I’m not sure the global economy has worked out all that hot for most people, and by most people I mean “most people in the world.”
You know how they always describe a total breakdown of a nation as “degenerated to a barter economy”? Like during a civil war?
Well, I think barter economy can be pretty cool. The people tend to know each other, and even if they don’t, the transactions are personal and face-to-face. My goat for your carpet, twenty drachmas.
One of my friends has a lovely family and a very nice life, and many years ago she was a hairdresser. And she has never been crazy about my hair, mostly because I shave it over the sink with a pair of electric clippers.
Sometimes there are tufts sticking out. Okay, always.
And nose hairs, and ear hairs, and those funny eyebrow hairs you get when you’re old that are white and stick out about four inches so that if you get too close they can put someone’s eye out.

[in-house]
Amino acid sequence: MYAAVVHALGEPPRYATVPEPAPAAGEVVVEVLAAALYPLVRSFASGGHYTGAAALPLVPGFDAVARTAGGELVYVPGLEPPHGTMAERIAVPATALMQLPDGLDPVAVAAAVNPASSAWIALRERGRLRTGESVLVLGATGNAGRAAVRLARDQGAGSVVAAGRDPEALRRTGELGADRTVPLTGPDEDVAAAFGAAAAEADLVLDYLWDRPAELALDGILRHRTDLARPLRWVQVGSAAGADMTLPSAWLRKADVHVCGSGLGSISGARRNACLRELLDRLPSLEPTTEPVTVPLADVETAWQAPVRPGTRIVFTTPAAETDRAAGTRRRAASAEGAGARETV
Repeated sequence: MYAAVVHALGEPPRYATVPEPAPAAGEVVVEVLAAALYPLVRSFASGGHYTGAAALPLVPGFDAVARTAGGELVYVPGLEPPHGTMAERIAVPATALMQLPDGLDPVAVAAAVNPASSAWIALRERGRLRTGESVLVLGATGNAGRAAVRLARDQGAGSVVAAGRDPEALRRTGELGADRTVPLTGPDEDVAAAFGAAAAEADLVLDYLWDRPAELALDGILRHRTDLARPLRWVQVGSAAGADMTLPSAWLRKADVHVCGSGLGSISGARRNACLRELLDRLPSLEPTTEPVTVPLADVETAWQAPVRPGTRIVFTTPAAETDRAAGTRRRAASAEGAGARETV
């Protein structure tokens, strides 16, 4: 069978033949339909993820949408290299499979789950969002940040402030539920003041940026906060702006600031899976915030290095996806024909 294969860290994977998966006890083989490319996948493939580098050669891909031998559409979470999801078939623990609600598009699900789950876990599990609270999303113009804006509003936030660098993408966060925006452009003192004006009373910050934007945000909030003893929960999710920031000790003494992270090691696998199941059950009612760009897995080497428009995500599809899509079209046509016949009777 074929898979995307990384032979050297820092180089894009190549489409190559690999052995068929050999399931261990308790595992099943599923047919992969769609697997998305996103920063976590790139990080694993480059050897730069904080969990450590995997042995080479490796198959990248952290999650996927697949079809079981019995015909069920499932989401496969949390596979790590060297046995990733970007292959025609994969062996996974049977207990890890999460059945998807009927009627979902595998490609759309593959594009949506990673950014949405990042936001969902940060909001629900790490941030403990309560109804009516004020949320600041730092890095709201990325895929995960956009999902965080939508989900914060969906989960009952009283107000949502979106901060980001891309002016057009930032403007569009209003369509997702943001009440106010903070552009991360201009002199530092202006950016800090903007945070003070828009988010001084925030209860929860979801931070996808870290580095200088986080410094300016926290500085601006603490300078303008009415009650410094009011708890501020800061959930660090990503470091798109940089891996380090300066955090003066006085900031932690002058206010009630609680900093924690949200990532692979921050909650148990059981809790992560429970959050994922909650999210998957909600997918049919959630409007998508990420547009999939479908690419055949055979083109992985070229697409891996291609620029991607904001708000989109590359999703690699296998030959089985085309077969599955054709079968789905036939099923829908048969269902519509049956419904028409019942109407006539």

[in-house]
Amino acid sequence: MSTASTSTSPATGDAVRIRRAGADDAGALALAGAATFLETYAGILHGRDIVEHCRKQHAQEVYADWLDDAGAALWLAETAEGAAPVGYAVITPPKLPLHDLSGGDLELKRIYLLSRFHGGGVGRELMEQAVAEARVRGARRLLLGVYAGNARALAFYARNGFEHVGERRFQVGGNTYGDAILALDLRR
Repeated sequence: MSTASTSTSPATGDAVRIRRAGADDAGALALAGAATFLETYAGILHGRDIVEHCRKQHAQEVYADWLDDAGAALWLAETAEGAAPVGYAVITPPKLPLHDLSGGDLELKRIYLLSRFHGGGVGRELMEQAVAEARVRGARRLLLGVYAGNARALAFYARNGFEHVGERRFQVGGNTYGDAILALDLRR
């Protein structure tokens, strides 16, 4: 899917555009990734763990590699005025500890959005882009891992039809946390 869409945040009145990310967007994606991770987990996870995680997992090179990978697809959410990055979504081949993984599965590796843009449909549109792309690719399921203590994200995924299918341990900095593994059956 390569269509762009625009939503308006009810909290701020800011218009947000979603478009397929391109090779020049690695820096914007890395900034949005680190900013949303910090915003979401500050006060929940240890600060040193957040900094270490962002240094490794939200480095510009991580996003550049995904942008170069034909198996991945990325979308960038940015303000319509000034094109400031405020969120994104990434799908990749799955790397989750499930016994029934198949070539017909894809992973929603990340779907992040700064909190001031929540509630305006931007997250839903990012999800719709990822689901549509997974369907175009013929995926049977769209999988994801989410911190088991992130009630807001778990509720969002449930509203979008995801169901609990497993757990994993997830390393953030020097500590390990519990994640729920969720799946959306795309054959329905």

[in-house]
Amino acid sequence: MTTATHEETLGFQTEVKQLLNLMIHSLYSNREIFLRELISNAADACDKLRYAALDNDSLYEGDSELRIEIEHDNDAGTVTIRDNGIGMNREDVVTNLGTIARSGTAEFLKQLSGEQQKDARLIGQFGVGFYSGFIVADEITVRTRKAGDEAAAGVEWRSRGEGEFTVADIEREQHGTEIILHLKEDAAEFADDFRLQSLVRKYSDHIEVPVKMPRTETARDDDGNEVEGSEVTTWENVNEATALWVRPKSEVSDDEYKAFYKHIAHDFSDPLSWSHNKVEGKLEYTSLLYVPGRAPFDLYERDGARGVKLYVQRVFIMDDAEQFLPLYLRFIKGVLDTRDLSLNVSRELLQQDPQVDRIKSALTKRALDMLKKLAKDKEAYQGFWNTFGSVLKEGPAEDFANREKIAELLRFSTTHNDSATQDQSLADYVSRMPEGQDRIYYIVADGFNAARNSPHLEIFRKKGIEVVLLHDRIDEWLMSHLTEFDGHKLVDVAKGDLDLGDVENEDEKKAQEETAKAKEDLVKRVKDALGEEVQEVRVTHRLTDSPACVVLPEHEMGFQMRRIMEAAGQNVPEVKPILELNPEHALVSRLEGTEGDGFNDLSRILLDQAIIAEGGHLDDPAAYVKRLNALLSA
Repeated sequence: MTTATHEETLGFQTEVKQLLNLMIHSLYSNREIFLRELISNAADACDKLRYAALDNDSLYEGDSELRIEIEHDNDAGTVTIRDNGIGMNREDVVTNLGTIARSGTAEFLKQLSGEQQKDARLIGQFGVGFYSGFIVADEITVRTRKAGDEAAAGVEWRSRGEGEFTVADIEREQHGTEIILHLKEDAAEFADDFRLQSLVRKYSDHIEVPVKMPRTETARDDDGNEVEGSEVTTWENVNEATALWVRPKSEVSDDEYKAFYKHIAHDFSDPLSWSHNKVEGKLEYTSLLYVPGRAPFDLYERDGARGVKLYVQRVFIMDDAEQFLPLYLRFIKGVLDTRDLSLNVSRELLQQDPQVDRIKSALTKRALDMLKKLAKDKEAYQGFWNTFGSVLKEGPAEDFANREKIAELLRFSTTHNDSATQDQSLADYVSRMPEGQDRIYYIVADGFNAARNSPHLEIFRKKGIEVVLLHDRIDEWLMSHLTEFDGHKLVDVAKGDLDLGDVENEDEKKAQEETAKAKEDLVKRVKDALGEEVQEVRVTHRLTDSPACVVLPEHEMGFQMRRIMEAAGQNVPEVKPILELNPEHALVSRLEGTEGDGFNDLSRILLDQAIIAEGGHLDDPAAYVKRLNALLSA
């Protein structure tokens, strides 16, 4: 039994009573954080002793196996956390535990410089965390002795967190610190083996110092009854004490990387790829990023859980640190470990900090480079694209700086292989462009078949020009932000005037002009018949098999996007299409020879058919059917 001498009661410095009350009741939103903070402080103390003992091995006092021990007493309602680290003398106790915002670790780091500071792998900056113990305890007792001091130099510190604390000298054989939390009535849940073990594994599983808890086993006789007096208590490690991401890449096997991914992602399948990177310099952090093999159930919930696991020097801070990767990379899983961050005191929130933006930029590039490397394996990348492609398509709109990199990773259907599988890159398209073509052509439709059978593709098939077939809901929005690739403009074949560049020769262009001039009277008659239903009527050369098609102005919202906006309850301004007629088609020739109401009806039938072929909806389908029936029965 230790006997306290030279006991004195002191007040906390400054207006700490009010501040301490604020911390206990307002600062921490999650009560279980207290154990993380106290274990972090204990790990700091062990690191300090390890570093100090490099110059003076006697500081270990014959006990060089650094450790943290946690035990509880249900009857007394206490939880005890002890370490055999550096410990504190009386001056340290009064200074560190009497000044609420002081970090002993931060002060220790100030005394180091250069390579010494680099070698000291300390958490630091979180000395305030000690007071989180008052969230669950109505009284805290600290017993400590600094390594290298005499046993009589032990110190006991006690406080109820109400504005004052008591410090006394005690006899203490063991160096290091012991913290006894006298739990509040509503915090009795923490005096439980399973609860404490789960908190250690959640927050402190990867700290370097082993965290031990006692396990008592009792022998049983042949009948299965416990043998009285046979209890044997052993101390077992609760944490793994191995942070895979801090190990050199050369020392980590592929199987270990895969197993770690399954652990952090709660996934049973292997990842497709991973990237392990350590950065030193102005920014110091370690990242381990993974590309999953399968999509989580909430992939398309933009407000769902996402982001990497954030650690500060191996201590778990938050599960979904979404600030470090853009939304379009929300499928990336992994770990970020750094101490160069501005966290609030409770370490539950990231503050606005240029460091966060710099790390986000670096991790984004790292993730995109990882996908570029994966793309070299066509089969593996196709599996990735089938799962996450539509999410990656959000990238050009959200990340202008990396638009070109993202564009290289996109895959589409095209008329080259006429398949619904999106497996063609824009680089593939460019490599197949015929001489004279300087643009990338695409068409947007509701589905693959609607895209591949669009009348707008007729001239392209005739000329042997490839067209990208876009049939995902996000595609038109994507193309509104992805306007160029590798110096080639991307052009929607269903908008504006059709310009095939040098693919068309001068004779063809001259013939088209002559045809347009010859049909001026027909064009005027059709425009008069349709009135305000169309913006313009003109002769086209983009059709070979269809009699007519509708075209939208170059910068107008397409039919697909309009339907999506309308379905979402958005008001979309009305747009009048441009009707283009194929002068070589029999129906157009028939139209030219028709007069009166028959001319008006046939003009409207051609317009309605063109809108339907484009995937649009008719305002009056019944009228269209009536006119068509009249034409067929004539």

“Let me cut your hair,” she said one day.
“Okay,” I said, “in exchange I’ll bake you a loaf of bread.”
I baked a loaf of sourdough, 1/3 white, 1/3 wheat, 1/3 rye, stuffed it into my backpack, and my wife and I rode over to her house.
She did an amazing job cutting my hair, and I handed her the loaf. We were both really happy. Me because now I no longer look like I shaved my head in the sink, and she because there was a honking loaf of warm sourdough on her kitchen counter.
We three talked and laughed the whole time, and even fed a couple of dog biscuits to Dakota, who lolled in the kitchen and let me pet her. The whole thing, it was more than just a transaction.
Back to the global economy
On the way home I flatted. A wire went through my tire. I changed it, but the bead on the cheap-ass Schwalbe ‘cross tire came apart when I put it back on the rim, and blew out, so I rode on my flat over to a bike shop.
I bought a couple of tires and the mechanic put them on. We didn’t know each other and it was pretty impersonal. The owner stood in the back and gave me a perfunctory nod.
I paid with my credit card and we left.
The price was fair and the mechanic did a great job, but it was different, paying money versus swapping something for bread. I know what it was: No one really cared. And no bodaciously cute, happy mutt munching dog biscuits, either.
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